The Federal High Court, Abuja, has fixed February 28 to rule on a motion seeking to stop a public hearing of the House of Representatives on why a law student was not called to bar.
The News Agency of Nigeria recalls that a law student, Firdaus Abdulsalam, was not called to the Nigerian Bar on December 13 last year for allegedly breaking the dress code.
When the matter came up on Tuesday, Sunday Akanni, counsel to the applicants, told the court that his clients were seeking to stop the public hearing on the grounds that it was unconstitutional.
He said they were seeking the interpretation of the court with regards to Sections 33 to 45 of the 1999 Constitution as well as Section 88.
“We brought the House of Representatives to court because of the public hearing they scheduled to hold on February 6.
“Our contention is very simple, the public hearing notice they sent is in respect of a lady called Abdulsalam Firdrusa Amasa, who was not called to the bar on December 13, 2017 because she was wearing hijab.
“They say the public hearing is pursuant to Section 45 of the Constitution but we are saying it has to do with violation of rights and it is the court that can look into such matters.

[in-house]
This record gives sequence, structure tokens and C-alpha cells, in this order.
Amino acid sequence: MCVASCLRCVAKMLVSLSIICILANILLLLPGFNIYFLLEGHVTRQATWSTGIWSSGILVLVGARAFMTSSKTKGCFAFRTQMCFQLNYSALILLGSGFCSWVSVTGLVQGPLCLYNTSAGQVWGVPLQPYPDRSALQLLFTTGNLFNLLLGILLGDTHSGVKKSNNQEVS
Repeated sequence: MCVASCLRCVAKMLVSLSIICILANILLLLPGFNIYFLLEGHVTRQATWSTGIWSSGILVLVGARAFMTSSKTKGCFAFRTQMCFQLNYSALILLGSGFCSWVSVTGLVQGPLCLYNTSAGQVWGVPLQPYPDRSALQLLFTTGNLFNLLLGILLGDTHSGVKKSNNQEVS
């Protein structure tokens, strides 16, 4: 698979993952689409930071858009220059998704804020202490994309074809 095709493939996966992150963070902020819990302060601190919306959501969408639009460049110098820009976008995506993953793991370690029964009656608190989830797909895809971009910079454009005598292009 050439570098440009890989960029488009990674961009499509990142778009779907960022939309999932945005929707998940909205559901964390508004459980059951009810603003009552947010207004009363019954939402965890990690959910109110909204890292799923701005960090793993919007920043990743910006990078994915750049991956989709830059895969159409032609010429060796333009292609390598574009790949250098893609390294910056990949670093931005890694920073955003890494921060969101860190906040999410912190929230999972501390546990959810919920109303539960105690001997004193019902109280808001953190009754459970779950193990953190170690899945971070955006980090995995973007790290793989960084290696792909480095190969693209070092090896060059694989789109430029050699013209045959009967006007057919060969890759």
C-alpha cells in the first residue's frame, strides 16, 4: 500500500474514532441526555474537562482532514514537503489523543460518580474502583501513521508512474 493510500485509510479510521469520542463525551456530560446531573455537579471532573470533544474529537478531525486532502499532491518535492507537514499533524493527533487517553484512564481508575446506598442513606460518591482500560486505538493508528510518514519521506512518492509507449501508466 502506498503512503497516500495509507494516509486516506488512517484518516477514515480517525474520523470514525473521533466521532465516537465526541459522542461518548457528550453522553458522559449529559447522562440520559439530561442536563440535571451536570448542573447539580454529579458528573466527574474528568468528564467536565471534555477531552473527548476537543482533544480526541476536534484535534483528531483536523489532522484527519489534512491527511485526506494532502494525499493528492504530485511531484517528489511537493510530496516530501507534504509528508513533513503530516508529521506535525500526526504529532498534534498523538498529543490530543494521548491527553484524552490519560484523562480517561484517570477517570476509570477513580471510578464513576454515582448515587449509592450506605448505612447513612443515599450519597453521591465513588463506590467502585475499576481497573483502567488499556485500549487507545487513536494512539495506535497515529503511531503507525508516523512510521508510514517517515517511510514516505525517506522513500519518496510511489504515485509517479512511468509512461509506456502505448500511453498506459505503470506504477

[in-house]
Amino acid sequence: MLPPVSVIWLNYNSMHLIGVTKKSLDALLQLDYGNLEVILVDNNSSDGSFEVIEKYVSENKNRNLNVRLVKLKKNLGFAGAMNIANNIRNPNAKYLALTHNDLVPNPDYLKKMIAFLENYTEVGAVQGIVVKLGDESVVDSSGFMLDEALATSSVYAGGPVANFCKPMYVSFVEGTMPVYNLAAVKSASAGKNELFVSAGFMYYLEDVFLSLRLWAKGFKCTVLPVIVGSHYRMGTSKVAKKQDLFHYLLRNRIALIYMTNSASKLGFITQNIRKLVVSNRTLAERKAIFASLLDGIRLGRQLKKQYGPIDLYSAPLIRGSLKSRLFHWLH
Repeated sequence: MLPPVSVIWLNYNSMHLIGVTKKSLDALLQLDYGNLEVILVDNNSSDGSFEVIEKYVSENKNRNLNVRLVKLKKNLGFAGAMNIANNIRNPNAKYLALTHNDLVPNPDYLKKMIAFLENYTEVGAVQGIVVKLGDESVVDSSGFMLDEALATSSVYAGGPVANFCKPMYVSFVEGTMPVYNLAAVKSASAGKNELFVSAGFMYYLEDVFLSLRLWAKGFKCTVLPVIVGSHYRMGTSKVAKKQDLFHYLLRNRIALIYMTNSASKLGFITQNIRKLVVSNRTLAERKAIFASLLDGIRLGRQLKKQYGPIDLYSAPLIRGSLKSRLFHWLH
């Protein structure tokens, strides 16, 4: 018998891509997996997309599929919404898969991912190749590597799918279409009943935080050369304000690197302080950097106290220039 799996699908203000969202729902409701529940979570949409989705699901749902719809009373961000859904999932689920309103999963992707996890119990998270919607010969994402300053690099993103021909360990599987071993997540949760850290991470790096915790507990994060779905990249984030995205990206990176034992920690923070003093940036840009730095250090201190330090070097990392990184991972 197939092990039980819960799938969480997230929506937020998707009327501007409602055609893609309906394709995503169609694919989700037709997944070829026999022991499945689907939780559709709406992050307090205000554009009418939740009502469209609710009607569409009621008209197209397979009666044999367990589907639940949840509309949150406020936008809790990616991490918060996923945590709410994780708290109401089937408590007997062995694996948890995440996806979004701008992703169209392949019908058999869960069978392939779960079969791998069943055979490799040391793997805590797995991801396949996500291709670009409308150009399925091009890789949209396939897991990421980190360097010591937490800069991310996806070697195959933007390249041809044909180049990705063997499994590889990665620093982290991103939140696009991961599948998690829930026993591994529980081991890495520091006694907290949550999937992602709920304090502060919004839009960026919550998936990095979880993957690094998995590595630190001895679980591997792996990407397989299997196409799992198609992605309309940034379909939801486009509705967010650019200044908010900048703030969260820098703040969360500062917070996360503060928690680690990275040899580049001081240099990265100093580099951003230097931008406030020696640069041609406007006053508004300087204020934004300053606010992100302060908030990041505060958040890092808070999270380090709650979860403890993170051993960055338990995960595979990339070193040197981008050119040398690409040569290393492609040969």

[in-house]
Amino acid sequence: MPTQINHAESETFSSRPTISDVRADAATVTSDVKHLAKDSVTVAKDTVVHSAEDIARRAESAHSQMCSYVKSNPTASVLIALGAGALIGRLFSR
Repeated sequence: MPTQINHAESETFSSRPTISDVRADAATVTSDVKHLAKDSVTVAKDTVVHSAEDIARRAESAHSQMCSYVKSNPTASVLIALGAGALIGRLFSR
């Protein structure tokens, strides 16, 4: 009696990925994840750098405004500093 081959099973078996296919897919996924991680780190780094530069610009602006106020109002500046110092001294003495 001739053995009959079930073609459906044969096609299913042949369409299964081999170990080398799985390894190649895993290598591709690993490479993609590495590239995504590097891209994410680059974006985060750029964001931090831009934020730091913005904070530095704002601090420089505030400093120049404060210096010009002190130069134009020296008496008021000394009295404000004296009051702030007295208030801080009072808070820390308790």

“It is not for the House of Representatives to conduct a public hearing into.
“What we brought to court is that we want the court to interpret Section 46 and Section 88 because when you look at the constitution, from Section 33 to Section 45 it says it is our fundamental human rights.
“Section 46 clearly states, where if any aspect of that section is violated, that person should go.
“And we are saying the House of Representatives cannot hold the public hearing because there is a place where anybody whose right is violated should go, it is not a public hearing, but the court.”
Mr. Akanni further told journalists that all his clients were lawyers under the aegis of Coalition of Lawyers for the Preservation of Legal Practitioners’ Ethics.
According to him, in the legal profession, we have a mode of dressing, so what our coalition does is to check that every lawyer is properly dressed.
“If we see one of us who is not properly dressed, any member of the coalition reports to the most senior lawyer around to caution that person.
“If you do not want to dress as lawyers do, there are other professions you can go to,” he said.
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